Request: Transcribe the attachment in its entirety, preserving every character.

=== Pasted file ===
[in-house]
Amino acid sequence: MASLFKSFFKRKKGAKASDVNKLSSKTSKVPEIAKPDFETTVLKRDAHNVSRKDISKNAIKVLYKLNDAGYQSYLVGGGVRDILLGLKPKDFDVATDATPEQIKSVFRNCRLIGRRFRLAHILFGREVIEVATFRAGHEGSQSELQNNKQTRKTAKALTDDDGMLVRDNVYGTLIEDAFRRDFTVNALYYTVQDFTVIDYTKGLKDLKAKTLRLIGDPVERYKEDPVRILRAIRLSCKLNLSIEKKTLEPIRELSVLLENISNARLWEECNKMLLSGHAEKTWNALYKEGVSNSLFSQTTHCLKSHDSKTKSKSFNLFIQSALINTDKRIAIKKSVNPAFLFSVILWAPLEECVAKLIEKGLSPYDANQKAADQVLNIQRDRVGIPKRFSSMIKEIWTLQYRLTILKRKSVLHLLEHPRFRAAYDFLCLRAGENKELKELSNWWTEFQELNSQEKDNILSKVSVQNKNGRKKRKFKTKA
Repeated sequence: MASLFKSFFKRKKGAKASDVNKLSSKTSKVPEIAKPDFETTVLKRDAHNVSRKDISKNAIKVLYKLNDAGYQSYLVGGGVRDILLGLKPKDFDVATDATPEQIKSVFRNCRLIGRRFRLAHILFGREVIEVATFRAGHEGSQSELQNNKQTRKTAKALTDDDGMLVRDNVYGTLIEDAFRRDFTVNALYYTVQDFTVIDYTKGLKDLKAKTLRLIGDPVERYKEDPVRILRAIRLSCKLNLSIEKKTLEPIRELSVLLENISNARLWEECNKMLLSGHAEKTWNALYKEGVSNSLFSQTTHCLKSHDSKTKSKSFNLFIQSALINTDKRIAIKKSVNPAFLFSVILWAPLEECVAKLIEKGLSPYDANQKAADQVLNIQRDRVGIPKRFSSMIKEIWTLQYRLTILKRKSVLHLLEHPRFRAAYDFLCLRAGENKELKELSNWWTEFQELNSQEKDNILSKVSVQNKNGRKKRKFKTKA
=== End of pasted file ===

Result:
[in-house]
Amino acid sequence: MASLFKSFFKRKKGAKASDVNKLSSKTSKVPEIAKPDFETTVLKRDAHNVSRKDISKNAIKVLYKLNDAGYQSYLVGGGVRDILLGLKPKDFDVATDATPEQIKSVFRNCRLIGRRFRLAHILFGREVIEVATFRAGHEGSQSELQNNKQTRKTAKALTDDDGMLVRDNVYGTLIEDAFRRDFTVNALYYTVQDFTVIDYTKGLKDLKAKTLRLIGDPVERYKEDPVRILRAIRLSCKLNLSIEKKTLEPIRELSVLLENISNARLWEECNKMLLSGHAEKTWNALYKEGVSNSLFSQTTHCLKSHDSKTKSKSFNLFIQSALINTDKRIAIKKSVNPAFLFSVILWAPLEECVAKLIEKGLSPYDANQKAADQVLNIQRDRVGIPKRFSSMIKEIWTLQYRLTILKRKSVLHLLEHPRFRAAYDFLCLRAGENKELKELSNWWTEFQELNSQEKDNILSKVSVQNKNGRKKRKFKTKA
Repeated sequence: MASLFKSFFKRKKGAKASDVNKLSSKTSKVPEIAKPDFETTVLKRDAHNVSRKDISKNAIKVLYKLNDAGYQSYLVGGGVRDILLGLKPKDFDVATDATPEQIKSVFRNCRLIGRRFRLAHILFGREVIEVATFRAGHEGSQSELQNNKQTRKTAKALTDDDGMLVRDNVYGTLIEDAFRRDFTVNALYYTVQDFTVIDYTKGLKDLKAKTLRLIGDPVERYKEDPVRILRAIRLSCKLNLSIEKKTLEPIRELSVLLENISNARLWEECNKMLLSGHAEKTWNALYKEGVSNSLFSQTTHCLKSHDSKTKSKSFNLFIQSALINTDKRIAIKKSVNPAFLFSVILWAPLEECVAKLIEKGLSPYDANQKAADQVLNIQRDRVGIPKRFSSMIKEIWTLQYRLTILKRKSVLHLLEHPRFRAAYDFLCLRAGENKELKELSNWWTEFQELNSQEKDNILSKVSVQNKNGRKKRKFKTKA